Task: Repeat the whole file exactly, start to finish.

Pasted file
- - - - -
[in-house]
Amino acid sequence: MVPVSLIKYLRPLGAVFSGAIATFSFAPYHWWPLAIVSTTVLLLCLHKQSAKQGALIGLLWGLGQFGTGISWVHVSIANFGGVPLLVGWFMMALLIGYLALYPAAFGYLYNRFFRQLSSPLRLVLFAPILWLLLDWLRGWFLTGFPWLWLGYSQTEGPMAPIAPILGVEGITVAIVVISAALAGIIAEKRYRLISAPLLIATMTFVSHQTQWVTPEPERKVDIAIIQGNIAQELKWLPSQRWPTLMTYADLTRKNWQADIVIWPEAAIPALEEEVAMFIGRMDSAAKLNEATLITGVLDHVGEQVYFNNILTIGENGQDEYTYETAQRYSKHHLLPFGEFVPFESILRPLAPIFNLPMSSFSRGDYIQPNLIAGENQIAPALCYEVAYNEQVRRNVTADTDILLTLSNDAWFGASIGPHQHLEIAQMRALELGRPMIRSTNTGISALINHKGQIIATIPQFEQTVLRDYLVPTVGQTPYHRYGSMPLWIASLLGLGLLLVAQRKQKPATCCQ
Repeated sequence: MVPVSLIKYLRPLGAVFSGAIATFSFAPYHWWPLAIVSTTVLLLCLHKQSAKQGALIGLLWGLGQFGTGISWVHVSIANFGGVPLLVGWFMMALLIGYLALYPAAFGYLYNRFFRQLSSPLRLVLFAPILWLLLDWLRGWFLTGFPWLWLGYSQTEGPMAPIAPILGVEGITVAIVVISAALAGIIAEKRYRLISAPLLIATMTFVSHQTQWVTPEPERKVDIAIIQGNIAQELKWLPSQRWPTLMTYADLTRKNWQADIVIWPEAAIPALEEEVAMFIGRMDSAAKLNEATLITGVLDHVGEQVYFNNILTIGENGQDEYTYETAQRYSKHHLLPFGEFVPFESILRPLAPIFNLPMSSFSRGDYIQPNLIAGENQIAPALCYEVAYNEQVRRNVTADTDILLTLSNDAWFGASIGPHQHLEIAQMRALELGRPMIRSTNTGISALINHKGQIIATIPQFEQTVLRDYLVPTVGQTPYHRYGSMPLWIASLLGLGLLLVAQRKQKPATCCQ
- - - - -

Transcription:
[in-house]
Amino acid sequence: MVPVSLIKYLRPLGAVFSGAIATFSFAPYHWWPLAIVSTTVLLLCLHKQSAKQGALIGLLWGLGQFGTGISWVHVSIANFGGVPLLVGWFMMALLIGYLALYPAAFGYLYNRFFRQLSSPLRLVLFAPILWLLLDWLRGWFLTGFPWLWLGYSQTEGPMAPIAPILGVEGITVAIVVISAALAGIIAEKRYRLISAPLLIATMTFVSHQTQWVTPEPERKVDIAIIQGNIAQELKWLPSQRWPTLMTYADLTRKNWQADIVIWPEAAIPALEEEVAMFIGRMDSAAKLNEATLITGVLDHVGEQVYFNNILTIGENGQDEYTYETAQRYSKHHLLPFGEFVPFESILRPLAPIFNLPMSSFSRGDYIQPNLIAGENQIAPALCYEVAYNEQVRRNVTADTDILLTLSNDAWFGASIGPHQHLEIAQMRALELGRPMIRSTNTGISALINHKGQIIATIPQFEQTVLRDYLVPTVGQTPYHRYGSMPLWIASLLGLGLLLVAQRKQKPATCCQ
Repeated sequence: MVPVSLIKYLRPLGAVFSGAIATFSFAPYHWWPLAIVSTTVLLLCLHKQSAKQGALIGLLWGLGQFGTGISWVHVSIANFGGVPLLVGWFMMALLIGYLALYPAAFGYLYNRFFRQLSSPLRLVLFAPILWLLLDWLRGWFLTGFPWLWLGYSQTEGPMAPIAPILGVEGITVAIVVISAALAGIIAEKRYRLISAPLLIATMTFVSHQTQWVTPEPERKVDIAIIQGNIAQELKWLPSQRWPTLMTYADLTRKNWQADIVIWPEAAIPALEEEVAMFIGRMDSAAKLNEATLITGVLDHVGEQVYFNNILTIGENGQDEYTYETAQRYSKHHLLPFGEFVPFESILRPLAPIFNLPMSSFSRGDYIQPNLIAGENQIAPALCYEVAYNEQVRRNVTADTDILLTLSNDAWFGASIGPHQHLEIAQMRALELGRPMIRSTNTGISALINHKGQIIATIPQFEQTVLRDYLVPTVGQTPYHRYGSMPLWIASLLGLGLLLVAQRKQKPATCCQ